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Wings Over Kansas Above the Cotton Fields: The Bessie Coleman Story – Wings Over Kansas

Above the Cotton Fields: The Bessie Coleman Story

This article appeared in the October 1990 issue of Code One Magazine.

Bessie Coleman

Labor Day Weekend, 1922. Clear skies, mild temperatures, and the promise of a show that had already been postponed once because of bad weather. A record crowd gathered that Sunday at Curtiss Field near Manhattan to see the latest craze in public spectacles — stunt fliers — do their thing. They would, as publicists had been screaming for days —  “risk their lives in the skies before your very eyes.”

With
imaginations stirred by the very thought of flight, many had come to
see the much-ballyhooed show. This particular show, however, would be
special. It would feature that rarest form of the stunt flyer known to
man, a woman. And if, as many believed, it was unnatural for man to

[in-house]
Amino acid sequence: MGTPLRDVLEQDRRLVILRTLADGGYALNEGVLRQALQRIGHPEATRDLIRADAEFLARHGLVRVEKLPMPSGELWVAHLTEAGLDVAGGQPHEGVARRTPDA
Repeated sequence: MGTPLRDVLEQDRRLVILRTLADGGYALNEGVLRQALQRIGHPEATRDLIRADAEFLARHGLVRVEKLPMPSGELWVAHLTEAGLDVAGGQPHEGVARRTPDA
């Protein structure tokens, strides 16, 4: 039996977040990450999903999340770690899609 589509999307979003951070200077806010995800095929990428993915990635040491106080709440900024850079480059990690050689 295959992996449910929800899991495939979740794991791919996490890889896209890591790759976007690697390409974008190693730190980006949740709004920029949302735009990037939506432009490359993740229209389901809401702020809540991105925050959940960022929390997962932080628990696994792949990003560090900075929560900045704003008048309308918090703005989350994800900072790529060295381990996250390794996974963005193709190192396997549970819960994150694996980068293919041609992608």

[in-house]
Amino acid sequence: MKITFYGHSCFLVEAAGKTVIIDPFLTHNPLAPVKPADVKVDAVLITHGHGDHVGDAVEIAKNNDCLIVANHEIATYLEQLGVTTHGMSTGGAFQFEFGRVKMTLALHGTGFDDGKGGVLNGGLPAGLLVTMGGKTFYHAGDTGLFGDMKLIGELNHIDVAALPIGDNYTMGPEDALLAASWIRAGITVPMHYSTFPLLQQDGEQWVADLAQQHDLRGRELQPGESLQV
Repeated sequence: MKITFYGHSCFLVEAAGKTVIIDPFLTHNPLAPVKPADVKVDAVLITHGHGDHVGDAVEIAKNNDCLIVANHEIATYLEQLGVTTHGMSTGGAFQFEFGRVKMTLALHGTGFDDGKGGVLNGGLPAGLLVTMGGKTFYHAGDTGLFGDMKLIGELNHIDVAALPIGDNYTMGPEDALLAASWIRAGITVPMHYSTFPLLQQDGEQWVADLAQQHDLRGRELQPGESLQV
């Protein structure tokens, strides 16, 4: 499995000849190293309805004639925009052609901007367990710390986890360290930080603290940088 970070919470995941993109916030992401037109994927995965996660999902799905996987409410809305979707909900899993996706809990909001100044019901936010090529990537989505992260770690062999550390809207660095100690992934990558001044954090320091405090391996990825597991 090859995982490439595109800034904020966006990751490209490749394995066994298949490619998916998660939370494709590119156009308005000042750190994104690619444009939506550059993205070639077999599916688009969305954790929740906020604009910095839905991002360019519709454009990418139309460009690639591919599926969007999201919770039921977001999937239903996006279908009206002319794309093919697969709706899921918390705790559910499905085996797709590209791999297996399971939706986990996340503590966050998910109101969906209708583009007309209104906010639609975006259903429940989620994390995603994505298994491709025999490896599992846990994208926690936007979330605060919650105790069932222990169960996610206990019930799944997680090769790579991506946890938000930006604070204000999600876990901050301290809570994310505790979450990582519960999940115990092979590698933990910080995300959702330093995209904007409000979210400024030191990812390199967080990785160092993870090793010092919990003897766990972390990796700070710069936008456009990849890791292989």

fly, they fully expected to see a perversion beyond comprehension, with
God-only-knows what consequences.

Bessie Coleman, star
attraction, was just one of hundreds of high-spirited young fliers in
those early days whose names have been obscured by such greats as
Wright, Thibaud, Beachey, Fokker, Curtiss, Quimby, and Meyers. They
flew surplus World War I Jennies and DeHavilands, which could be bought
for $200 and held together with bailing wire and glue. They flew the
countryside in the wake of carnivals and fairs, trying to earn a living
doing what they loved most. They landed in farmers’ fields and slept in
barns. They attracted crowds with their aerial acrobatics,
wing-walking, parachuting, and diving. Then they passed the hat and
offered short rides for a fee. There weren’t many jobs in aviation
then, and a man (or a woman) had to do what a man (or a woman) had to
do. Coleman was right smack in the middle of it all, but her name is
little known or remembered today.

It was a dangerous life.
Struts broke into pieces, engines failed, wing fabric ripped, and
landing wheels collapsed. Quite a few would-be pilots never made a
second flight.

And then there were the crowds. Most people
knew nothing of flying and they spilled onto the fields, gaping and
gasping in wonderment, often into the direct path of airplanes. High